- Prepare. Learn about the rules that surround the import of food products in the USA. Some apply to your business and some don’t. Know before you export.
Several Federal, State, and local government agencies are involved in the supervision of the food supply. The main one is the FDA and many rules apply to food and medical devices. By reviewing the information on this website, or by contacting us, you can determine which rules are applicable to your products.
- Take steps to comply with all the FDA rules before you ship your first shipment to the USA. Make sure you comply with all the rules before you ship your first shipment.
The rules and complex and often confusing. We can help you with that process. In general, the facility where you process foods must be registered. You need to assign a person who can act as your US Agent for FDA purposes and you may have to review the labels used on your products.
- Update your information with the FDA, register new facilities and submit changes. You must notify FDA about every food shipment, including samples!
The FDA requires that you keep all information current and notify them about changes in ownership, food facilities, and products.
Q? Who Must Register?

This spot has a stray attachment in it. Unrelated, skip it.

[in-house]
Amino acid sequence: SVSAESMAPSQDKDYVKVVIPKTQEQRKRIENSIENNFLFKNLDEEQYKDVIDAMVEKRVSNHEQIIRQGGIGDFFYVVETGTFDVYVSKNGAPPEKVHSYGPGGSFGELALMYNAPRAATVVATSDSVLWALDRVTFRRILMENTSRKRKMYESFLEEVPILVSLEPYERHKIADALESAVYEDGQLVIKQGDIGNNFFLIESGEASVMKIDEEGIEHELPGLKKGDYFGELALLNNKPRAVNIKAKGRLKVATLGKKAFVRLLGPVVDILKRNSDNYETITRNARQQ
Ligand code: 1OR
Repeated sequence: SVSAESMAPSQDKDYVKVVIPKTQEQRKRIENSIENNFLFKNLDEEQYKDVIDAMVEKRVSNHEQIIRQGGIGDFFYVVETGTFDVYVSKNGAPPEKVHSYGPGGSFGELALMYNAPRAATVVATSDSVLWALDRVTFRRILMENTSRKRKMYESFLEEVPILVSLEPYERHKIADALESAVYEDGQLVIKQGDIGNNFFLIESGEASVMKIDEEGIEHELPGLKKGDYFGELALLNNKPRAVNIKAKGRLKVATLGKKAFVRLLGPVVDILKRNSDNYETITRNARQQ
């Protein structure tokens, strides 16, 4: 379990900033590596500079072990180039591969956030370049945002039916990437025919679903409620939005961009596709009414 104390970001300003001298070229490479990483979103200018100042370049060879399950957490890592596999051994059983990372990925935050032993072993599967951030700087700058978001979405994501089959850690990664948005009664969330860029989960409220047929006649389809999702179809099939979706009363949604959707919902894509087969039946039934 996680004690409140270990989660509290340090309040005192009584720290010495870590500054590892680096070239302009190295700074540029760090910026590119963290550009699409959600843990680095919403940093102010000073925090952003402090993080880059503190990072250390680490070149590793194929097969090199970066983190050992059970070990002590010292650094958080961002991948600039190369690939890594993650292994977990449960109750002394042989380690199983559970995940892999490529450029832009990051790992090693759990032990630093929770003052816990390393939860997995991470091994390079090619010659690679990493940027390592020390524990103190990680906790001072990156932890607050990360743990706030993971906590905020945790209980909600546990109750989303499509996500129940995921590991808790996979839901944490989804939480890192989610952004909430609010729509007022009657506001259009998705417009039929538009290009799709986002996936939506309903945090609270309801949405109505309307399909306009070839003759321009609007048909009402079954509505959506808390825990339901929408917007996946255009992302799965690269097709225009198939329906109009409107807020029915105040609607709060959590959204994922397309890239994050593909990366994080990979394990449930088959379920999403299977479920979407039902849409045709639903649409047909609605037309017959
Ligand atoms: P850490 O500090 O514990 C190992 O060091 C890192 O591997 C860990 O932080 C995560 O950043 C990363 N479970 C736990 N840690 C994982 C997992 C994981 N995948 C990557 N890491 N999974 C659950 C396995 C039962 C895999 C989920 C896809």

A. A facility that is engaged in manufacturing/processing, packing, or holding of food for human or animal consumption in the U.S.
Q? Who Can Register with the FDA?
A. If you are the owner, operator, or agent in charge of a facility, you may authorize an individual to register your facility on your behalf. A foreign facility’s U.S. agent may register the facility (21 CFR 1.230).
Q? When is Registration Required?
A. A facility must be registered before the facility begins manufacturing/processing, packing, or holding operations.
Q? Do non-U.S. based facilities need a US Agent?
A. Yes. The agent (1) must reside or maintain a place of business in the U.S. and (2) must be physically present in the U.S. The U.S. agent must be able to serve as the communication link between FDA and the foreign facility because FDA will contact the foreign facility’s U.S. agent for both routine registration matters and emergency situations. This means that the U.S. agent must be accessible to FDA 24 hours a day, 7 days a week.
Q? What are the consequences when a facility is not registered?
A. If food being imported or offered for import into the U.S. is from a foreign facility for which registration has not been submitted, the food will be held at the port of entry and may not be delivered to the importer, owner, or consignee of the food.
Q? Is the FDA food registration information public?
A. No. The list of registered facilities and registration documents, including information provided in those documents, are not subject to public disclosure under the Freedom of Information Act.